No sooner had the tragic Civil War receded into history than the victorious Union backhanded some of its bravest and most dedicated soldiers. United States Colored Troops were not allowed to march in the Grand Review of the Armies in Washington in May, 1865. Shocked at such a display of ingratitude, the women of Harrisburg, Pennsylvania's capital, decided to do what they could to remedy the injustice. The result was the Pennsylvania Grand Review, held in November, 1865, and welcoming U.S. Colored Troops and their families from 25 states.
That event will be recreated from November 4-7 this year, as part of the nationwide sesquecentennial observance of the Civil War. There will be pomp and parades, exhibits and lectures and parties. No matter what your color, you may want to take in part of it; it's part of our common history--and I, for one, am proud that the slight of May, 1865 should have been redeemed a few months later by Pennsylvania.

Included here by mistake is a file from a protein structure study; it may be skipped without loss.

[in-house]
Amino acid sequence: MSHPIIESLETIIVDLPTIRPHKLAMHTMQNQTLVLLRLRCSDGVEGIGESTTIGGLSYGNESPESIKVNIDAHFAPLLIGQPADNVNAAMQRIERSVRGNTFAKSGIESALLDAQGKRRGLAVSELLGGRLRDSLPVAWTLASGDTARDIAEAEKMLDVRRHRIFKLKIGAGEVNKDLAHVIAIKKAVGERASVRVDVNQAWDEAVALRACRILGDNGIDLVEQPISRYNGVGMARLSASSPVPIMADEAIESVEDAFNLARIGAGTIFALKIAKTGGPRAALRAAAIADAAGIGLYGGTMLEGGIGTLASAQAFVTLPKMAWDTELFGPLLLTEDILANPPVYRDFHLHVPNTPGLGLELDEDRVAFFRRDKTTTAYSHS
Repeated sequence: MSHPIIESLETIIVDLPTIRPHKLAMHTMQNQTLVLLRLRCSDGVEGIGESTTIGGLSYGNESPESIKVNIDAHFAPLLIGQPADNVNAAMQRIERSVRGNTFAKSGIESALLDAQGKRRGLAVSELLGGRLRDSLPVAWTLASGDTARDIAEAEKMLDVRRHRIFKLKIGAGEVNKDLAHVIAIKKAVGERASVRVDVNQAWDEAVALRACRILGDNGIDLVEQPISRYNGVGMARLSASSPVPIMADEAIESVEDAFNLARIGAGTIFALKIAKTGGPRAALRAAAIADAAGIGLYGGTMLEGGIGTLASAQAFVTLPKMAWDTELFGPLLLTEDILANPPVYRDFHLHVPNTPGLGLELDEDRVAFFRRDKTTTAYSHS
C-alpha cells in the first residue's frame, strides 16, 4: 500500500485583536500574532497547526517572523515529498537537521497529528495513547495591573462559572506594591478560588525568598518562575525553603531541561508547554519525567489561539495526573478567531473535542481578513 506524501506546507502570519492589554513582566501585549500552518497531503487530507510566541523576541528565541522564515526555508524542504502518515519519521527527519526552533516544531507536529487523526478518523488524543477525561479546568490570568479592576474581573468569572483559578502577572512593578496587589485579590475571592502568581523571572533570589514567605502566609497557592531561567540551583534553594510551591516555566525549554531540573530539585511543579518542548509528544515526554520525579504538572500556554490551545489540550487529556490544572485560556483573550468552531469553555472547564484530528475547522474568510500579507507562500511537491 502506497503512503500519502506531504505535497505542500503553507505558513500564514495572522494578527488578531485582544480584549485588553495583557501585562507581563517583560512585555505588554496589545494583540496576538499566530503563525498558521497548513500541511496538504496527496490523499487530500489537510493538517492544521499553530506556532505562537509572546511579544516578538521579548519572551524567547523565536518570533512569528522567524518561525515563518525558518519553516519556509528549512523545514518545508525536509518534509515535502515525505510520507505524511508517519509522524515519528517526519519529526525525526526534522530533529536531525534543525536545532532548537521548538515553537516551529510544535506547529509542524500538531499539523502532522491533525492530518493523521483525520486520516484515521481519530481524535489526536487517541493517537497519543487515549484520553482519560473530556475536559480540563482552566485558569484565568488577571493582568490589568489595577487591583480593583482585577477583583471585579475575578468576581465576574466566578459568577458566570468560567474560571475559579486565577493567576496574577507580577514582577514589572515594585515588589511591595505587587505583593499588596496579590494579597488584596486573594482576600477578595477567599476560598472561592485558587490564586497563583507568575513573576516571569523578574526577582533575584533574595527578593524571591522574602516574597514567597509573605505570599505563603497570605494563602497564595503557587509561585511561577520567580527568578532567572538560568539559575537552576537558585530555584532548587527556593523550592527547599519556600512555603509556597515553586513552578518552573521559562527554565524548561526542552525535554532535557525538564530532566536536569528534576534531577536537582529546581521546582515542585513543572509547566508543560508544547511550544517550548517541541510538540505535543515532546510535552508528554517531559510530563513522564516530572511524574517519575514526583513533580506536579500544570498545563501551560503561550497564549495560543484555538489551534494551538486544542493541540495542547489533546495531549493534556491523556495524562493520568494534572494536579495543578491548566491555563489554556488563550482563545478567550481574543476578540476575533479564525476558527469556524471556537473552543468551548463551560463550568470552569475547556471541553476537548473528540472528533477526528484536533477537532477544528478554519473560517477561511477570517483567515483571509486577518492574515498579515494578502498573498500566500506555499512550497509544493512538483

Are you a descendant of one of these brave African-American soldiers? Then you may be able to play a special role in honoring your ancestor. Pennsylvania is assembling what it calls "an army" of volunteers to reclaim if necessary, and to preserve, the graves of 24 U.S. Colored Troops who are buried in the Commonwealth. A number of gravesite preservation weekends are planned for this purpose. For more information on how to help, email www.visitPA.com/grandreview.
Or perhaps you want to become part of the network of descendants who will be coming to honor their ancestors in Harrisburg in November. To join without delay, just call (800) VISIT PA.